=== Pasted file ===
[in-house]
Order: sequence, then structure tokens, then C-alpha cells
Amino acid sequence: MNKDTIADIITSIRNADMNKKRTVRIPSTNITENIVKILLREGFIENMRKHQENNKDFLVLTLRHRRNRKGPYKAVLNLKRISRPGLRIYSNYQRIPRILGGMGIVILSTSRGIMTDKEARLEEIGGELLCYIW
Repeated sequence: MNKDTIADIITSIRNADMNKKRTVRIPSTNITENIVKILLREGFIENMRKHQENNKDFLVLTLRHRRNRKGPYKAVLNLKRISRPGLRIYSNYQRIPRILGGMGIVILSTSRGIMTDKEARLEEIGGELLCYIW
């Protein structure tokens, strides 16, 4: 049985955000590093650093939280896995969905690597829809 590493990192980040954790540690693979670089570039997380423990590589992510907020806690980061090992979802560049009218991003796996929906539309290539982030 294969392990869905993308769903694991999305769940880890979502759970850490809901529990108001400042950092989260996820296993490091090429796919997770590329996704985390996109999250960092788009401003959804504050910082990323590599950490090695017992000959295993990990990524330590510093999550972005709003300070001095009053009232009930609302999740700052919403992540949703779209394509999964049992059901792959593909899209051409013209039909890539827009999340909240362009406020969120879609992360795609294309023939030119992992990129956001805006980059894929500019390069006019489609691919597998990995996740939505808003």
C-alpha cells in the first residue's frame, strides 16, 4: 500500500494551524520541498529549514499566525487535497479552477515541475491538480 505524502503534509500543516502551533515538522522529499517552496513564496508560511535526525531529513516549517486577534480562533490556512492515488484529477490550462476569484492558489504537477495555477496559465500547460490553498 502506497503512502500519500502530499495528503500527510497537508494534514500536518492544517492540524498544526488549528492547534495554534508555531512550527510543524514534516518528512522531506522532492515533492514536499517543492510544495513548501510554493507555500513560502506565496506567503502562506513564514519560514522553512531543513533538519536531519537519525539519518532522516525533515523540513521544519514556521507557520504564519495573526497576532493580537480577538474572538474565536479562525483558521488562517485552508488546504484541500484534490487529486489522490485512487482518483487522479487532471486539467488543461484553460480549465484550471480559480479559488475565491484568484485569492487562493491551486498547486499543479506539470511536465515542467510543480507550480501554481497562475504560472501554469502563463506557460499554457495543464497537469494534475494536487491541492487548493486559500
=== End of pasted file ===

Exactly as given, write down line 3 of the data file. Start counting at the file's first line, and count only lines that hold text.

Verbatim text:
Amino acid sequence: MNKDTIADIITSIRNADMNKKRTVRIPSTNITENIVKILLREGFIENMRKHQENNKDFLVLTLRHRRNRKGPYKAVLNLKRISRPGLRIYSNYQRIPRILGGMGIVILSTSRGIMTDKEARLEEIGGELLCYIW